Prepositions 7
Particles 8
Expletives 13
Are all nouns derived from verbs? 14
The Kautsa controversy 16
Importance of etymology 18
Compilation of the Nighantu 20


Principles of Etymology 21
Sakapuni and a deity 27
Devapi and Santanu 28
Vrtra 31
Visvamitra and the Rivers 35


Inheritance 39
Brotherless maiden 41
Fingers 43
Synonyms of beauty 47
Niyoga 48
Similes 49
Onomatopoeia 51
Synonyms of Heaven and Earth 55


Homonyms 56
Jathara 59
Kayamana 61
Dayamana 63
Vyantah 65
Erire 67
Anta 69
Varya 71


Vanusyati 71
Varaha 75
Visnu 77
Adhrigu 79
Vajapas 81
Nicumpu 83
Krtti 85
Prthak 87
Srni 89


Virudhah 91
Indra and the Seers 93
Asih 95
Kimidin 97
Jarayayi 99
Amina 101
Ghramsa 102
Pratadvasu 105
Bekunata 107
Sirimbitha 109
Bunda 111


Nature of Stanzas 113
Deity 115
Are Gods anthropomorphic 116
Metres 119
Agni 121
Jatavedah 123
Vaisvanara 123


Dravinoda 129
Barhih 133
Tvastr 135
Apri 138
Sakuni 139
Dice 141
Quiver 143
Whip 145
Rivers 147
Wilderness 149
Ends of the Bow 151


Vayu 153
Rudra 155
Brhaspati 157
Yama 159
Ka 161
Tarkeya 163
Vata 165
Indu 167


Soma 169
Death 171
Maruts 173
Aptyah 175
Sarasvati 177
Sinivali 179
Gauri 181
Ha 183


Asvins 184
Bhaga 189
Varuna 191
Seven Seers 196
Divine womeu 199
Exegetical and Critical Notes 200
Alphabetical list of Stories related in the Nirukta
Index of Authorities cited in the Nirukta 247
List of Quotations occurring in the Nirukta, arranged in the order of the Samhitas 248




Book's Contents and Sample Pages

Etymologies From The Traittiriya Brahmana

It is indeed a matter of great pleasure and pride for Kavikulaguru Kalidas Sanskrit University, Ramtek to have this rarest opportunity of hosting the 50th session of All India Oriental Conference at Nagpur. This AIOC-50th session at Nagpur will be forever remembered by all as the year 2019 also happens to be the year of Centenary Celebration of AIOC. The premier objective with which the great scholars of yester years had contemplated and established this national academic event called All India Oriental Conference has been achieved through these years with scores of young scholars contributing significantly to the treasure house of knowledge through their valuable research work.

The research of yore and of the present should be properly recorded so as to make it easily available to all lovers of knowledge and wisdom in the years to come. With this objective, we have contemplated to commemorate the 100th year of this grand event of 50th session of AIOC by way of publishing 100 monographs on different subjects in four languages viz., Sanskrit, Hindi, Marathi and English. It is no doubt a herculean task but still worth of it, for the reason that these 100 monographs will inspire many young scholars to take upon a fresh study and research of the oriental subjects with more vigor and zeal.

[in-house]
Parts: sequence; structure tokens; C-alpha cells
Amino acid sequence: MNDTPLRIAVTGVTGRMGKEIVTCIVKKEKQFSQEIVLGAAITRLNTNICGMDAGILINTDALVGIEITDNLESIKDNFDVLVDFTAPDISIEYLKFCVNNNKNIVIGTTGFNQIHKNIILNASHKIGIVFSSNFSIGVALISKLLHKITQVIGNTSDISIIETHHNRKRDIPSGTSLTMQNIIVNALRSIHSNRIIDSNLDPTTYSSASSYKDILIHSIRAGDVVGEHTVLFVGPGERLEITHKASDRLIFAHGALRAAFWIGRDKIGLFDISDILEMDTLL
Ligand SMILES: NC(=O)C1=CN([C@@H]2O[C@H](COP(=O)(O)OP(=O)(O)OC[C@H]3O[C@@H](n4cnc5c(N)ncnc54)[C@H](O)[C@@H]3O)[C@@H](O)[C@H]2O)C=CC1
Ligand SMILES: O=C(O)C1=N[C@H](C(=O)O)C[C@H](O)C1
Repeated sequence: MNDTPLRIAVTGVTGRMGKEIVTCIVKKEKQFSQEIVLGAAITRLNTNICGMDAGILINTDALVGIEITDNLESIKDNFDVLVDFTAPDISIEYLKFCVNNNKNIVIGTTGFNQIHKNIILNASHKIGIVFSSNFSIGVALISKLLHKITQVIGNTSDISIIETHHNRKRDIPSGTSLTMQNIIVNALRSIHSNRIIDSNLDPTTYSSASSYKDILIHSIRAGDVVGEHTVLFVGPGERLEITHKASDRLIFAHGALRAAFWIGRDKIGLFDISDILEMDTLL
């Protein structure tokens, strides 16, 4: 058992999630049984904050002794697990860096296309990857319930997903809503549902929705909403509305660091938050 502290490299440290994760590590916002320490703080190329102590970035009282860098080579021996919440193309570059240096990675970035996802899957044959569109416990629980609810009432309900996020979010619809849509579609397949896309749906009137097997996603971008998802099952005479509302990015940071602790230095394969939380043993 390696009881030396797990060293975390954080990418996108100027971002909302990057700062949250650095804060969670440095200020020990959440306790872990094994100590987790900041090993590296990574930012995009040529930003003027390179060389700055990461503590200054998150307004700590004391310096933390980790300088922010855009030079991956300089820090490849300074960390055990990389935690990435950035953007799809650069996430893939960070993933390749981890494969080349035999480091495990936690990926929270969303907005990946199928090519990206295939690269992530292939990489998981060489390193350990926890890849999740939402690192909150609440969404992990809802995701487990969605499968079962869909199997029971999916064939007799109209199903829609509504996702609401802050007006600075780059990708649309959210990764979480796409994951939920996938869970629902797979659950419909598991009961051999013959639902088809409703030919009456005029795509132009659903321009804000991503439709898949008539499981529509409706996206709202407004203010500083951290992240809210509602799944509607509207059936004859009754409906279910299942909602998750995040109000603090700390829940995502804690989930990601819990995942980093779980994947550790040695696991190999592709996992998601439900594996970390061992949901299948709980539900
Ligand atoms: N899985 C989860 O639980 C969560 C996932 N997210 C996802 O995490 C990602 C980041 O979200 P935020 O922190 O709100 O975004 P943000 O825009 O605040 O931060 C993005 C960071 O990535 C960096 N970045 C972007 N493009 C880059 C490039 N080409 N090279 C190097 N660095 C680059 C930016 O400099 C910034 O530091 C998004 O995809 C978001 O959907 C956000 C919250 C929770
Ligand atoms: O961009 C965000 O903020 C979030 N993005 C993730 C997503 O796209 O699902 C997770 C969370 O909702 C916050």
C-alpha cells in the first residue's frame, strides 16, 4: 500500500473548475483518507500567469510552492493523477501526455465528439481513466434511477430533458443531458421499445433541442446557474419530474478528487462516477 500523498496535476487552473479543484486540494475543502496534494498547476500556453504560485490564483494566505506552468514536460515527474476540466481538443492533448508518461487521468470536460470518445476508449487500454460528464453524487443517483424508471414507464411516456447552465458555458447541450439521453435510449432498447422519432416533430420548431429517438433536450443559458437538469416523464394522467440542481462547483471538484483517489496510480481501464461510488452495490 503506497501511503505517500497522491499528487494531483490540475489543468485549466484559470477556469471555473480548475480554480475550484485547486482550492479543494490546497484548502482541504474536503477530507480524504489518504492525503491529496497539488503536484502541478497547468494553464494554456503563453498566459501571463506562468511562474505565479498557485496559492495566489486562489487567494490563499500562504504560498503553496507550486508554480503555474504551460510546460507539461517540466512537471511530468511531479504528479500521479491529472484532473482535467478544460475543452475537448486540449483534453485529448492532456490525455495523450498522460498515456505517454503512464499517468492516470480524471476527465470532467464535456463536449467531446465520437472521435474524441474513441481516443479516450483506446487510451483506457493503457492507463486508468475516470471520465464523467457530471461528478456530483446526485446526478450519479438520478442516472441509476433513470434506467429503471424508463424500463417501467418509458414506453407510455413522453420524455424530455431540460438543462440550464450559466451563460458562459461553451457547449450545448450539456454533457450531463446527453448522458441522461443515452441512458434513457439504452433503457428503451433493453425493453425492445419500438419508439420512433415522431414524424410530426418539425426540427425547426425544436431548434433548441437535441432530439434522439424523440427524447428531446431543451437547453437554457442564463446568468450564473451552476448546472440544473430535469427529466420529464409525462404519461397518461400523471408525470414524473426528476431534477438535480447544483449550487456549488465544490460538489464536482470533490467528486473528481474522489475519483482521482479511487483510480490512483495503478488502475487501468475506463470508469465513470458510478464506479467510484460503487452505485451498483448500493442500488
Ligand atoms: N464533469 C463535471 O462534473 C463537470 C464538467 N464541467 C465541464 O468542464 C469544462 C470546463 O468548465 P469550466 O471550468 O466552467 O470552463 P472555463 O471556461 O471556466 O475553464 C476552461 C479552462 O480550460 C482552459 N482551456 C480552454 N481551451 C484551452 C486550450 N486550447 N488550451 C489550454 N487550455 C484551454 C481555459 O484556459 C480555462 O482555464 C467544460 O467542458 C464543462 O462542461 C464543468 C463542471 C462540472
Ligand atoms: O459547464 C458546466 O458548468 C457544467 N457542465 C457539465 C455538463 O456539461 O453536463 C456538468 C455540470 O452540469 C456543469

The AIOC Centenary Publication Series includes wide variety of subjects like Literature, Language, Veda, Indian Philosophy, Sanskrit Grammar, Law, Children Literature, Yoga, Astronomy and Astrology, Ayurveda, Pali, Prakrit, Jain, Buddhism, Education, Library Science, Poetics, Aesthetics, and Indology. It also includes reprint of some rare texts of academic importance which have gone out of print are not easily available. We wish to mark these centenary celebrations with this series that connects the glory of the past and aspirations of future. I place on record my sincere gratitude to all the authors of these monographs who have kindly contributed to the richness of this series.

I am confident that the books published in these series will definitely inspire the lovers of Oriental Learning in general and of Sanskrit Language and Literature in particular.

On this occasion, we have published a memorable book of all the speeches of Section-Presidents of all previous sessions of AIOC. It is indeed a very capacious addition to any collection. I with all respect thank two eminent scholars of our times - Prof. Gautam Patel, President and Prof. Saroj a Bhate, General Secretary, the torch bearers of AIOC who have not only encouraged us in this venture but also made all efforts to provide these valuable historical speeches for us. I thank all executive members of AIOC and my colleagues of the varsity for making this event a grand success.